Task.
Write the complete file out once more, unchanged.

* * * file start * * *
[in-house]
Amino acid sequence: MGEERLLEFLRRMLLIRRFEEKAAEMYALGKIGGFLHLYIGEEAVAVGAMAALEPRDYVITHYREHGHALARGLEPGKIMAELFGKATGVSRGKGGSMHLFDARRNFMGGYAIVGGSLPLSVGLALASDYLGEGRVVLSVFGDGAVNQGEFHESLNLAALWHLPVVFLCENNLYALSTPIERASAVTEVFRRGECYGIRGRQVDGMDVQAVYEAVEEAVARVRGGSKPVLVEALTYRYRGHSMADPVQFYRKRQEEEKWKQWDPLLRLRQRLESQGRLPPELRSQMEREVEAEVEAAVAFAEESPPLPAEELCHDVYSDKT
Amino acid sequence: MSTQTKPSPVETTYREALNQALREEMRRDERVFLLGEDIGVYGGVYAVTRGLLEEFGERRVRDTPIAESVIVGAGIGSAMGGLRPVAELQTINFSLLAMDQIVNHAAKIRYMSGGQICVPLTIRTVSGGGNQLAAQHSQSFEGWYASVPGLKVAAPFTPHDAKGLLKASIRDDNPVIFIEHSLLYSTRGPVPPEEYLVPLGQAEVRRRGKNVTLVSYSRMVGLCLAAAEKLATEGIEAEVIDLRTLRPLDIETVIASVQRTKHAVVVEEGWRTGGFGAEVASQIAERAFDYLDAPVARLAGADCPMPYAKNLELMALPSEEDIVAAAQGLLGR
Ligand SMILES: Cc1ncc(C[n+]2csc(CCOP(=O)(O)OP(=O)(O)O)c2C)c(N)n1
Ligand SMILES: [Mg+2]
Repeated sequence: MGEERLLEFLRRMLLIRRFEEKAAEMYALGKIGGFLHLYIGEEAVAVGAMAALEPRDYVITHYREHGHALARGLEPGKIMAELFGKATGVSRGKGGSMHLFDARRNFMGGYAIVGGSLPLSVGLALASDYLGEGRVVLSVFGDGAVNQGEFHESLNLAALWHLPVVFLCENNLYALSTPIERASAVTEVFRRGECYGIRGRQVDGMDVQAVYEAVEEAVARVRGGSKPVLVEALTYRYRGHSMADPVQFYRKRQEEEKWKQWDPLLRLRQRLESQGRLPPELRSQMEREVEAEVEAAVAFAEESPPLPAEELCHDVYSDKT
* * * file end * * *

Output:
[in-house]
Amino acid sequence: MGEERLLEFLRRMLLIRRFEEKAAEMYALGKIGGFLHLYIGEEAVAVGAMAALEPRDYVITHYREHGHALARGLEPGKIMAELFGKATGVSRGKGGSMHLFDARRNFMGGYAIVGGSLPLSVGLALASDYLGEGRVVLSVFGDGAVNQGEFHESLNLAALWHLPVVFLCENNLYALSTPIERASAVTEVFRRGECYGIRGRQVDGMDVQAVYEAVEEAVARVRGGSKPVLVEALTYRYRGHSMADPVQFYRKRQEEEKWKQWDPLLRLRQRLESQGRLPPELRSQMEREVEAEVEAAVAFAEESPPLPAEELCHDVYSDKT
Amino acid sequence: MSTQTKPSPVETTYREALNQALREEMRRDERVFLLGEDIGVYGGVYAVTRGLLEEFGERRVRDTPIAESVIVGAGIGSAMGGLRPVAELQTINFSLLAMDQIVNHAAKIRYMSGGQICVPLTIRTVSGGGNQLAAQHSQSFEGWYASVPGLKVAAPFTPHDAKGLLKASIRDDNPVIFIEHSLLYSTRGPVPPEEYLVPLGQAEVRRRGKNVTLVSYSRMVGLCLAAAEKLATEGIEAEVIDLRTLRPLDIETVIASVQRTKHAVVVEEGWRTGGFGAEVASQIAERAFDYLDAPVARLAGADCPMPYAKNLELMALPSEEDIVAAAQGLLGR
Ligand SMILES: Cc1ncc(C[n+]2csc(CCOP(=O)(O)OP(=O)(O)O)c2C)c(N)n1
Ligand SMILES: [Mg+2]
Repeated sequence: MGEERLLEFLRRMLLIRRFEEKAAEMYALGKIGGFLHLYIGEEAVAVGAMAALEPRDYVITHYREHGHALARGLEPGKIMAELFGKATGVSRGKGGSMHLFDARRNFMGGYAIVGGSLPLSVGLALASDYLGEGRVVLSVFGDGAVNQGEFHESLNLAALWHLPVVFLCENNLYALSTPIERASAVTEVFRRGECYGIRGRQVDGMDVQAVYEAVEEAVARVRGGSKPVLVEALTYRYRGHSMADPVQFYRKRQEEEKWKQWDPLLRLRQRLESQGRLPPELRSQMEREVEAEVEAAVAFAEESPPLPAEELCHDVYSDKT